Application Components

In addition to an electronic application available on, all applicants to the JD program must submit certain required materials and may submit certain optional materials. Louisville Law does not charge an application fee.

As a reminder, your application will not be considered complete and eligible for review until the law school has received all required components. Please allow an average of two weeks for LSAC to process materials submitted via the Credential Assembly Service (CAS). The law school will not receive your CAS materials until they have been fully processed and released by LSAC.

LSAT Score Report

You must have a reportable score on the Law School Admission Test (LSAT) from within the past five testing years. You may submit this application before you have a reportable LSAT score, but your application will not be complete until LSAC releases your score report to us. You must have at least one LSAT Writing component, administered separately, on file with LSAC before your LSAT score report will be released.

If you would like to delay the Admissions Committee’s review of your application until a future LSAT score release, you may do so by request, but your application will only be considered complete for purposes of our priority and regular application deadlines after the designated future LSAT score release. Once a final decision has been rendered for your application, the Admissions Committee is under no obligation to amend its decision in light of a new LSAT score.

Academic Transcripts

You must submit via CAS your official transcripts from all undergraduate and post-undergraduate institutions where you have been enrolled. This includes institutions from which you neither have received nor will receive a degree and those where you have earned transfer credits, such as summer course credits or dual enrollment credits earned while in high school. Transcripts for completed academic programs must show all degrees conferred and dates of conferral.

You must receive a bachelor’s degree from an accredited postsecondary academic institution prior to enrolling in the JD program. To check the accreditation status of your institution, please consult the US Office of Postsecondary Education’s Database of Accredited Postsecondary Institutions and Programs.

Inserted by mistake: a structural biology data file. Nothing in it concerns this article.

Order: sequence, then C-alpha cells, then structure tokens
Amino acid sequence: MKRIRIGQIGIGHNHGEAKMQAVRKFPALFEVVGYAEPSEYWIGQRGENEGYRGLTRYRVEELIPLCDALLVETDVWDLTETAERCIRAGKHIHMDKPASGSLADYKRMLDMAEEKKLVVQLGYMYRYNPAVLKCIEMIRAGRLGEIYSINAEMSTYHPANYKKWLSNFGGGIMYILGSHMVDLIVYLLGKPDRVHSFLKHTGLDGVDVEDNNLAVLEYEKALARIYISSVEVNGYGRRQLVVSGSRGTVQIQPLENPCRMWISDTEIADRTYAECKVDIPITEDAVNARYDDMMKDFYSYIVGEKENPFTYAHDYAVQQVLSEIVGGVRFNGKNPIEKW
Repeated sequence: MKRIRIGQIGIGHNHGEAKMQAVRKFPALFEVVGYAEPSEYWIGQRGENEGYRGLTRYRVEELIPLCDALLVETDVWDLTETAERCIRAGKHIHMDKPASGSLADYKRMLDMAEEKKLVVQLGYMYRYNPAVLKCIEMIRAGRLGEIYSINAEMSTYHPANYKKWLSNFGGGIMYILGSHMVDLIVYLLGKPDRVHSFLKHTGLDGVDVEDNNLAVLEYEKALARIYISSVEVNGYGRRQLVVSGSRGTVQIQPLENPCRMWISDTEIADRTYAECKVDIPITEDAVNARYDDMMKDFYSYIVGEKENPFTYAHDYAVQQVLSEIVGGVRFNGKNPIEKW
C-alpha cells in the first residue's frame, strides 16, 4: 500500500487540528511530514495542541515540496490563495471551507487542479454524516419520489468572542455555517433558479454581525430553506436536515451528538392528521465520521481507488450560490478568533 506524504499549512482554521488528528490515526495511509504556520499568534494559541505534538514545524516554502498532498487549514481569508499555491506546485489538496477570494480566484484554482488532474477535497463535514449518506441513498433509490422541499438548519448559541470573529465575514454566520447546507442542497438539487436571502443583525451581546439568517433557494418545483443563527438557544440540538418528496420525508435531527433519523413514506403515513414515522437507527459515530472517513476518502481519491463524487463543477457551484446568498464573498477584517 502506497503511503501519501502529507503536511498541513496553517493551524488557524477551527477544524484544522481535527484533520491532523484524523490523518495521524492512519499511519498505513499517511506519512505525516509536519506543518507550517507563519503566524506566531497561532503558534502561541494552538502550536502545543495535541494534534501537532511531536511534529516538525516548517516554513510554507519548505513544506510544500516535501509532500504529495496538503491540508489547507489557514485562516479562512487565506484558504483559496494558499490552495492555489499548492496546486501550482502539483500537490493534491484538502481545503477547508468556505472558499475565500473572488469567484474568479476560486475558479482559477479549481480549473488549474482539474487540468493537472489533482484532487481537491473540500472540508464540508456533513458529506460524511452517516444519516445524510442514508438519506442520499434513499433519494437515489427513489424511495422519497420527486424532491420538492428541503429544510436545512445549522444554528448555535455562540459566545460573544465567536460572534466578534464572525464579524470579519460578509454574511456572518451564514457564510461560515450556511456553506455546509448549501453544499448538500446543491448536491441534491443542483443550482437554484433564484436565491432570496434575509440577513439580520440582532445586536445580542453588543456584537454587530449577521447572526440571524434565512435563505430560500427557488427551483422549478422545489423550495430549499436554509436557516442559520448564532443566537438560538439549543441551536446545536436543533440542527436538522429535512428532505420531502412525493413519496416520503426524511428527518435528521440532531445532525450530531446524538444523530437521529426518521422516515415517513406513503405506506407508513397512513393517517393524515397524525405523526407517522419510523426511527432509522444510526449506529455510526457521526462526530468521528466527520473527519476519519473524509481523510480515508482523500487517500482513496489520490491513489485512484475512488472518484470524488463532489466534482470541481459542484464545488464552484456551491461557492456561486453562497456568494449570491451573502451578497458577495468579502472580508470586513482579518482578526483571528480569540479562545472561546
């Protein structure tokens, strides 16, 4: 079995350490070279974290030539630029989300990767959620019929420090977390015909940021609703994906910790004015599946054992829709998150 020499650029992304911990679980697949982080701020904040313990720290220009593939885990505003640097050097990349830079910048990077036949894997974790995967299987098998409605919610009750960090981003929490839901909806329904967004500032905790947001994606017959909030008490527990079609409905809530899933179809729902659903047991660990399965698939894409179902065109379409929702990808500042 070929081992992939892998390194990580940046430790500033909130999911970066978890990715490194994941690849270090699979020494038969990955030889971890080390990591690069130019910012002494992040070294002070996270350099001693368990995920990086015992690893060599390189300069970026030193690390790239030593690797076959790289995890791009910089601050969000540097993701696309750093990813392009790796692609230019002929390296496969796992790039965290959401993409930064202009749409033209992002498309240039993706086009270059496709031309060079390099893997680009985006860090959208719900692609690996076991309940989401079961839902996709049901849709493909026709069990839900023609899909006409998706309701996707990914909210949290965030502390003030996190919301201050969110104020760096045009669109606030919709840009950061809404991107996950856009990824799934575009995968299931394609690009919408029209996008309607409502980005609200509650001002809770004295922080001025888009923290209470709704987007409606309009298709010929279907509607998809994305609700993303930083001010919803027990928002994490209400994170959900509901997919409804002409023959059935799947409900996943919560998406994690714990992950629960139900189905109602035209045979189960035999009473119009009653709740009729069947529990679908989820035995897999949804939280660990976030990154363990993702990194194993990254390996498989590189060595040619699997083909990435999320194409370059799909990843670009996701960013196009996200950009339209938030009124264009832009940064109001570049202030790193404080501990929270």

If you earned your bachelor’s degree(s) by September 2021, your transcripts must show the degree(s) as conferred for your application to be considered complete. If you are still undertaking course work toward your bachelor’s degree(s), your application will be considered complete with “in progress” transcripts, but you must submit updated transcripts via CAS as new grades become available.

Letters of Recommendation

You must submit via CAS at least two, and at most three, letters of recommendation. The Admissions Committee expects letters to be academic or professional in nature and strongly encourages any applicant currently or recently enrolled in a full-time academic program to submit at least one letter from a faculty member who has taught the applicant in a traditional classroom setting for one or more upper-division courses. Personal letters of recommendation, such as those from friends or family members, are strongly discouraged. Letters of recommendation received via any means other than CAS will not be considered.

Personal Statement

You must include a personal statement with your application. The personal statement is an open-ended essay written on any topic of your choice. It should be two to three double-spaced pages in length, with standard typography and margins, and should demonstrate your capacity for high-quality written work. Ideally, the personal statement provides insight to the Admissions Committee on your personality, experiences or anticipated contributions to our law school community and the legal profession.